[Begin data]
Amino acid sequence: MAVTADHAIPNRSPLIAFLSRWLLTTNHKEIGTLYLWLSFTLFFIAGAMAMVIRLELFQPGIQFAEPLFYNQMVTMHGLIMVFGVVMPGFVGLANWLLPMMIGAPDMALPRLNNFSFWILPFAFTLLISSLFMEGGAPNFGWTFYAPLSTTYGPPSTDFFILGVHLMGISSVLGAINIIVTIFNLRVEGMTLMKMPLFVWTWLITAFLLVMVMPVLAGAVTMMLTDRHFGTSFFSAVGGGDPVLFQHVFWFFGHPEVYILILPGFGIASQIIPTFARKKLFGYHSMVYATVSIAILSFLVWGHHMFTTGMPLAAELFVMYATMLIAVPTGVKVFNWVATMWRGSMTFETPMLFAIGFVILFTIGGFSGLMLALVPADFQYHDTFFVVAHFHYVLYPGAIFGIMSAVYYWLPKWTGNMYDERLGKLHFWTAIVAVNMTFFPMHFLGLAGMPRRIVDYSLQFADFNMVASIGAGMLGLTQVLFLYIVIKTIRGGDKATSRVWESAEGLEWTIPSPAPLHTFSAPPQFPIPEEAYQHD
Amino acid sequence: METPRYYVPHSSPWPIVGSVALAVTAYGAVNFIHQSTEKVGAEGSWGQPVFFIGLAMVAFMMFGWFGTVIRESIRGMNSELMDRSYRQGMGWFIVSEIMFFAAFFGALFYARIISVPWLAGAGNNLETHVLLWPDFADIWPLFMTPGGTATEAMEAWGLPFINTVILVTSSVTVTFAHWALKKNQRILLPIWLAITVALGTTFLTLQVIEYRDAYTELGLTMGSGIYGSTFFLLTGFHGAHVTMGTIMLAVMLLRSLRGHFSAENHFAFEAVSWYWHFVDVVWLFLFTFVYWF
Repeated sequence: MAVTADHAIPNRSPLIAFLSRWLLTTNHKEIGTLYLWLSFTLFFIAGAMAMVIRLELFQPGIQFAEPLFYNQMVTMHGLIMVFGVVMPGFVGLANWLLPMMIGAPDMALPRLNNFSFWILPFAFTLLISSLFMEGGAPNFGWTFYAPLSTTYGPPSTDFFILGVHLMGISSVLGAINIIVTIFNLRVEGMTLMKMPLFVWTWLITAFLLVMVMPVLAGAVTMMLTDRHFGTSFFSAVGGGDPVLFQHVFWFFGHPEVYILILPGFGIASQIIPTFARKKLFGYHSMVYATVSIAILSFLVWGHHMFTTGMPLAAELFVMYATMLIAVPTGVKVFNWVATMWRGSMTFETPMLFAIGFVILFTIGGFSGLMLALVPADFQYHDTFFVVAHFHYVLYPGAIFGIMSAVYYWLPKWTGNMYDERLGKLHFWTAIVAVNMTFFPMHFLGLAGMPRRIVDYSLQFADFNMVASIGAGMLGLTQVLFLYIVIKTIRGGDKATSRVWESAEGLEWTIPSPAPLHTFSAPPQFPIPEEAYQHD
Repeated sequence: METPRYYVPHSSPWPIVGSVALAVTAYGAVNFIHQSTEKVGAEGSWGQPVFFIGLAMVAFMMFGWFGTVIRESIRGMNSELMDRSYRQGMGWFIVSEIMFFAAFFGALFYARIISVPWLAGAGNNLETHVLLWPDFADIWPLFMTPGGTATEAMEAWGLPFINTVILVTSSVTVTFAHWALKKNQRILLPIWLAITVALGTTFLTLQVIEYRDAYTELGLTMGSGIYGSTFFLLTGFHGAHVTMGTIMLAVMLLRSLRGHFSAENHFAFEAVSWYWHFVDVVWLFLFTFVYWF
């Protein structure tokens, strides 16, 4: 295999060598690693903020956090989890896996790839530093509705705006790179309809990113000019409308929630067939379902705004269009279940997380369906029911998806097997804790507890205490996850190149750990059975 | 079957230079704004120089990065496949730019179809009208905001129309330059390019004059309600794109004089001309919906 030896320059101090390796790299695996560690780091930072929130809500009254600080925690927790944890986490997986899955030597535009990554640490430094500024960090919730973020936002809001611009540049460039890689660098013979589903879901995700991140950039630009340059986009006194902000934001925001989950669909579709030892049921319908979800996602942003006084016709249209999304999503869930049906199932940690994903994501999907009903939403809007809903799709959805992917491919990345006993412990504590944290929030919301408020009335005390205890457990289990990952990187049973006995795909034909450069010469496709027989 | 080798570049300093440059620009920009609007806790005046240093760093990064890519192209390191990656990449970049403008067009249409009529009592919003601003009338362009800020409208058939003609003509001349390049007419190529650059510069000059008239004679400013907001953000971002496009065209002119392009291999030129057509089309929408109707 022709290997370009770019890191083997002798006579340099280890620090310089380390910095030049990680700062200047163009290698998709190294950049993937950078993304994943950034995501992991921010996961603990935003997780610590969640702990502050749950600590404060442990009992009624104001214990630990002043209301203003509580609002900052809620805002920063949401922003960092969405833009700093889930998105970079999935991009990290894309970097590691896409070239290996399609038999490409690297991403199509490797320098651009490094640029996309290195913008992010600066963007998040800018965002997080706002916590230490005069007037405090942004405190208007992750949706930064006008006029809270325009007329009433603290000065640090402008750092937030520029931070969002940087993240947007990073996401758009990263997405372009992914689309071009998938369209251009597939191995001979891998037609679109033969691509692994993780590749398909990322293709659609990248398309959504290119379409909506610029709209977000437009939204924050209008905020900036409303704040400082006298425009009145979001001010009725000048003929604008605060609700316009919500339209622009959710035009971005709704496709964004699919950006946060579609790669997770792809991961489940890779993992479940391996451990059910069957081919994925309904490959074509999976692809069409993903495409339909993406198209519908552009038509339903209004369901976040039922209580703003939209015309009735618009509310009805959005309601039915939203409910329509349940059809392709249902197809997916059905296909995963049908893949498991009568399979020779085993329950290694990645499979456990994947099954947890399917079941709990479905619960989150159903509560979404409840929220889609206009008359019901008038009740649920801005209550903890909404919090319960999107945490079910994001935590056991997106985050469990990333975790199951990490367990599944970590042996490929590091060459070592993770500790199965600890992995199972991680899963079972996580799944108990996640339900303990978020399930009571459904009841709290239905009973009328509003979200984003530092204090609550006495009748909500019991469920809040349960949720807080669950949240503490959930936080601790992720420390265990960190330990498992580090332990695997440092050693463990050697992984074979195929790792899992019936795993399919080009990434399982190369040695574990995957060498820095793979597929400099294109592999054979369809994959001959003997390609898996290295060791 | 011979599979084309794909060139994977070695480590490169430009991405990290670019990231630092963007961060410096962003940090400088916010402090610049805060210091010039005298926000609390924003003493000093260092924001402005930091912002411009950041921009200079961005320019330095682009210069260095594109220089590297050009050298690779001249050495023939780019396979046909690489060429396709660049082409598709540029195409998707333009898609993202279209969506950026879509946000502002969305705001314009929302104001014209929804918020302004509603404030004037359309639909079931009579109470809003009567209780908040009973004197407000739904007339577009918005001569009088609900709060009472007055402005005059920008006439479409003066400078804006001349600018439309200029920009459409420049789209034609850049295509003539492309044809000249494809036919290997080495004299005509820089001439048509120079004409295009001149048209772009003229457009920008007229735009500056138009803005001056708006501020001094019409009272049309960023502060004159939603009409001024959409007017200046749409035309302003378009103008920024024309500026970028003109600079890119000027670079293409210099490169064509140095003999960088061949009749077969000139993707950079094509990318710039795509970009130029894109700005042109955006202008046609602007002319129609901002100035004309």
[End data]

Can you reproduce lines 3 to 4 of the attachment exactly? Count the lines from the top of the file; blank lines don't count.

Repeated sequence: MAVTADHAIPNRSPLIAFLSRWLLTTNHKEIGTLYLWLSFTLFFIAGAMAMVIRLELFQPGIQFAEPLFYNQMVTMHGLIMVFGVVMPGFVGLANWLLPMMIGAPDMALPRLNNFSFWILPFAFTLLISSLFMEGGAPNFGWTFYAPLSTTYGPPSTDFFILGVHLMGISSVLGAINIIVTIFNLRVEGMTLMKMPLFVWTWLITAFLLVMVMPVLAGAVTMMLTDRHFGTSFFSAVGGGDPVLFQHVFWFFGHPEVYILILPGFGIASQIIPTFARKKLFGYHSMVYATVSIAILSFLVWGHHMFTTGMPLAAELFVMYATMLIAVPTGVKVFNWVATMWRGSMTFETPMLFAIGFVILFTIGGFSGLMLALVPADFQYHDTFFVVAHFHYVLYPGAIFGIMSAVYYWLPKWTGNMYDERLGKLHFWTAIVAVNMTFFPMHFLGLAGMPRRIVDYSLQFADFNMVASIGAGMLGLTQVLFLYIVIKTIRGGDKATSRVWESAEGLEWTIPSPAPLHTFSAPPQFPIPEEAYQHD
Repeated sequence: METPRYYVPHSSPWPIVGSVALAVTAYGAVNFIHQSTEKVGAEGSWGQPVFFIGLAMVAFMMFGWFGTVIRESIRGMNSELMDRSYRQGMGWFIVSEIMFFAAFFGALFYARIISVPWLAGAGNNLETHVLLWPDFADIWPLFMTPGGTATEAMEAWGLPFINTVILVTSSVTVTFAHWALKKNQRILLPIWLAITVALGTTFLTLQVIEYRDAYTELGLTMGSGIYGSTFFLLTGFHGAHVTMGTIMLAVMLLRSLRGHFSAENHFAFEAVSWYWHFVDVVWLFLFTFVYWF